Students Tell Global Conference About Razor COACH Program

Heather Spickard, Whitney Farrar, Rhiannon McKee, Brittany Chunn, Taylor Scott
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Heather Spickard, Whitney Farrar, Rhiannon McKee, Brittany Chunn, Taylor Scott

Five University of Arkansas graduate students presented information about the Razor C.O.A.C.H. program to an international conference in Boston in July.

Brittany Chunn, Whitney Farrar, Rhiannon McKee, Taylor Scott and Heather Spickard are graduate students in the counselor education program who work as career coaches at Northwest Arkansas high schools. They attended the National Career Development Association's Global Conference.

The students were joined in the presentation of "The Razor C.O.A.C.H. Program: A Career and College Coaching Partnership Between a University and Community School Districts" by faculty members Kristin Higgins, an assistant professor of counselor education, and Dan Kissinger, an associate professor of counselor education, and by Josh Raney, program director.

Higgins is principal investigator and Kissinger is co-investigator of the project funded by the Walton Family Foundation and based in the College of Education and Health Professions.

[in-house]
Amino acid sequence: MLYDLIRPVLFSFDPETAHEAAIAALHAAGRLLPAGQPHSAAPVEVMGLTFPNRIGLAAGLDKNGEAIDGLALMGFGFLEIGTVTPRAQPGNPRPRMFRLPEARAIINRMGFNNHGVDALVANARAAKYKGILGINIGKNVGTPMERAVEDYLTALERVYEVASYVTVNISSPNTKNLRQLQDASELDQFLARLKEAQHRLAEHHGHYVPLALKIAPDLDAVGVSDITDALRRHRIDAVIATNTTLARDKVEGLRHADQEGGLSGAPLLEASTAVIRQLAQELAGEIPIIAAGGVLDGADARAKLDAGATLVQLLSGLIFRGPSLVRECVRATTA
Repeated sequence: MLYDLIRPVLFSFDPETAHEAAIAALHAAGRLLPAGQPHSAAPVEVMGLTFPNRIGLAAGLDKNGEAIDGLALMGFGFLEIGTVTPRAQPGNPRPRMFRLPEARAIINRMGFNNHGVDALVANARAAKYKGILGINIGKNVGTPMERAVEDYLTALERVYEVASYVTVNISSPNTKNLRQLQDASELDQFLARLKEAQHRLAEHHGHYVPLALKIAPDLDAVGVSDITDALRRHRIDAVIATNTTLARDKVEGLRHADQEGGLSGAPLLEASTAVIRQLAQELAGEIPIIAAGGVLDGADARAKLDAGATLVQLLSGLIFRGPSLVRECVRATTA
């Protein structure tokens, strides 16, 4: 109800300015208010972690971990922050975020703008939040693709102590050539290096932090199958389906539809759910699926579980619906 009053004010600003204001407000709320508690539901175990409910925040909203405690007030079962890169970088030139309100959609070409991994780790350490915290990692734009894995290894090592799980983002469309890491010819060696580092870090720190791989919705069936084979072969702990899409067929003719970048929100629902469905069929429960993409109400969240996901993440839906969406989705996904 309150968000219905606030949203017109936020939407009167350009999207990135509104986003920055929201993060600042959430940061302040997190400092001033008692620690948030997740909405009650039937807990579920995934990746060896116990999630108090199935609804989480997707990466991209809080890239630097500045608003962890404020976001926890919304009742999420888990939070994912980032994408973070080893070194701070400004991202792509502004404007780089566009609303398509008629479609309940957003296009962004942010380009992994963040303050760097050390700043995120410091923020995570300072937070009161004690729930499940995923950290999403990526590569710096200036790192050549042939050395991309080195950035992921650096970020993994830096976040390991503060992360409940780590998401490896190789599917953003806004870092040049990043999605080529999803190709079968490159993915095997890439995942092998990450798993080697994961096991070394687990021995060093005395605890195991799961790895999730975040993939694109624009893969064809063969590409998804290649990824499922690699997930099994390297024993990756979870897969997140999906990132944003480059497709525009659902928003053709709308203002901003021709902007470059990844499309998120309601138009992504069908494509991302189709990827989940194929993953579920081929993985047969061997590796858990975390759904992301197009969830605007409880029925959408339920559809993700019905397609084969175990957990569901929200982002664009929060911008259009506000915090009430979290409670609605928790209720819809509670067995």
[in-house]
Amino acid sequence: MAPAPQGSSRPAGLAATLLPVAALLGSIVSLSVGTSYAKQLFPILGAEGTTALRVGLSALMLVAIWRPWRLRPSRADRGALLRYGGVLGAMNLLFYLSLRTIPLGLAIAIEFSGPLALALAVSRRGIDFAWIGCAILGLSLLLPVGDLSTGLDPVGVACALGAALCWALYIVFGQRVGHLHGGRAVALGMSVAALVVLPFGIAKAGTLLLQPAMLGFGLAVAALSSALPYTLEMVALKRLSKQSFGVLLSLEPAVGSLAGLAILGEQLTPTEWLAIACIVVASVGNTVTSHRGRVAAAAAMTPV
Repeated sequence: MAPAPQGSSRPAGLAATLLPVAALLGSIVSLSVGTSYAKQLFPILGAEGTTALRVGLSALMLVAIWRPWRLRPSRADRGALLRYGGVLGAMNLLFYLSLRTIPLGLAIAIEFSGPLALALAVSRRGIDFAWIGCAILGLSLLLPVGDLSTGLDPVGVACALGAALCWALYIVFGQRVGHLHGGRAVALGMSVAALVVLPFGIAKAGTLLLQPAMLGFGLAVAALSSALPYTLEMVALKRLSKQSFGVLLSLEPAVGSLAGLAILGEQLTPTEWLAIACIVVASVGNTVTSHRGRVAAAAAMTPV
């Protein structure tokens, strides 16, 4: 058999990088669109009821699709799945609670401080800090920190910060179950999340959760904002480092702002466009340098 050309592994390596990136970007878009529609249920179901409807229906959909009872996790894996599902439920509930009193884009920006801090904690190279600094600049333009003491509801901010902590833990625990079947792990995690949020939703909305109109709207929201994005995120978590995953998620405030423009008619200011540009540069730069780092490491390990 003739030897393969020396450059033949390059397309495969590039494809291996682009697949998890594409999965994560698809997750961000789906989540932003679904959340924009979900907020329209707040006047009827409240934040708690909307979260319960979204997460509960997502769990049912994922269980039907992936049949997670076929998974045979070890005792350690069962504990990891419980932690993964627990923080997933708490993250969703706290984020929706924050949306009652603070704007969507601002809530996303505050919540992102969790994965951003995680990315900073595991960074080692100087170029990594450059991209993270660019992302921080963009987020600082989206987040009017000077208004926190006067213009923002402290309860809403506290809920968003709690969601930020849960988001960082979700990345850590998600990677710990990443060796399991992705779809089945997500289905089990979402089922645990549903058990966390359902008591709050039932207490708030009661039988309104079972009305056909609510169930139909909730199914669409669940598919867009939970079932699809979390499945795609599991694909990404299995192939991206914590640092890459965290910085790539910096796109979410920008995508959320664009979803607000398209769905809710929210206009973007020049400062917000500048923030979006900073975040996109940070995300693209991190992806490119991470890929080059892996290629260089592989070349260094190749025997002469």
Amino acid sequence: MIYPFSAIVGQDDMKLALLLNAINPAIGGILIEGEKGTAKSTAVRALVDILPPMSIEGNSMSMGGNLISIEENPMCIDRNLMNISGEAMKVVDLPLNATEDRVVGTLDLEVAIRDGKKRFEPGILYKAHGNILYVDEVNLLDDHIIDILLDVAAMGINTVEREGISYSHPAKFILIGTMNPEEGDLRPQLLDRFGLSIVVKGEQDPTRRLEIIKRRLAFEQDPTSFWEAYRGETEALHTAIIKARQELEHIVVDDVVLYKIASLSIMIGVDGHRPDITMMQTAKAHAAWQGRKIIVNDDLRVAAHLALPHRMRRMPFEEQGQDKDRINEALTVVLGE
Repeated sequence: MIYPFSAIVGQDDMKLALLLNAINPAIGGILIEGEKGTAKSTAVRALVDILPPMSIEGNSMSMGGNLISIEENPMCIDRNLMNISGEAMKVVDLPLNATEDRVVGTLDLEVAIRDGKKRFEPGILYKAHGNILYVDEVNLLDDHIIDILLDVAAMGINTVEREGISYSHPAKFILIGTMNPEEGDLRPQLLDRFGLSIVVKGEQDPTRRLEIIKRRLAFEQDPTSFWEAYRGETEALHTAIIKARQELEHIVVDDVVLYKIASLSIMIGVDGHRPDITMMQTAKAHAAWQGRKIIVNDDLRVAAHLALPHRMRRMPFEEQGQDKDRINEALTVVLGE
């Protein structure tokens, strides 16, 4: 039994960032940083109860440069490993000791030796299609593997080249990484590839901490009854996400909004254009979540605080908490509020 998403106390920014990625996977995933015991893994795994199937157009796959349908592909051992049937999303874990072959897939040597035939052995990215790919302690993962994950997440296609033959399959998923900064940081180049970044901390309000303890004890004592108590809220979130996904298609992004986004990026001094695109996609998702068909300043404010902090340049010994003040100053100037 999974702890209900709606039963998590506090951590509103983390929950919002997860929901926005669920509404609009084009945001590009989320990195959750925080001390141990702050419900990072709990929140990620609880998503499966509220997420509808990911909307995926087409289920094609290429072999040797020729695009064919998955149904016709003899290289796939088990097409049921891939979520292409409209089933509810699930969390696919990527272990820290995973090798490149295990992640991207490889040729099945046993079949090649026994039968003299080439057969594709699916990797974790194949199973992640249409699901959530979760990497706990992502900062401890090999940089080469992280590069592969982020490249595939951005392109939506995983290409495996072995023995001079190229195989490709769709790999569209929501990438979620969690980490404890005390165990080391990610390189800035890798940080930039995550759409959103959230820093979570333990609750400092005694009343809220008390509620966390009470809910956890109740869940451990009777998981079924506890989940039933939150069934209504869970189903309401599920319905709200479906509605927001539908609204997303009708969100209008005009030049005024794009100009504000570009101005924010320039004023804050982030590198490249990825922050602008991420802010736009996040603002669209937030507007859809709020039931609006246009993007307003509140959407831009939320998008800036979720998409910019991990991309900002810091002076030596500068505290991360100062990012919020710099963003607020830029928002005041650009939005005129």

The Razor C.O.A.C.H. program partners with 16 high schools in Northwest Arkansas with the aim of Creating Opportunities for Young Arkansans' Career Hopes, which is where the acronym in the name comes from.

By providing college and career planning services to at-risk students in grades 10-12, the program motivates and supports these students to increase their knowledge of and access to career and educational opportunities beyond high school.

Razor C.O.A.C.H. interventions focus on facilitating development of pro-academic behaviors, increasing self-awareness, exploring career and college options, and establishing future goals. The ultimate goal is to increase graduation rates, increase post-secondary enrollment, and improve the quality of the Northwest Arkansas workforce.

The presentation at the Boston conference provided an overview of the program, information about how it was implemented in area high schools and preliminary results of first-year outcome data. Attendees to the presentation included representatives from a number of institutions across the nation who wanted to gain insight on creating similar programs in their regions of the country. With the program recently completing its first year, this was the first opportunity for it to be presented on a global level.  

In addition to giving the presentation, the coaches had an opportunity to participate in a number of workshops and events related to college and career planning.

"The conference was a great experience that provided insight into what the nation is doing in regard to career development," McKee said. 

In its first year, the program served 362 students in Northwest Arkansas and anticipates increased application numbers for the coming year. The program kicks off its second year in August with a meeting to allow the schools and coaches to begin planning for recruitment and will distribute applications in early September.



Josh Raney, Director - Razor COACH


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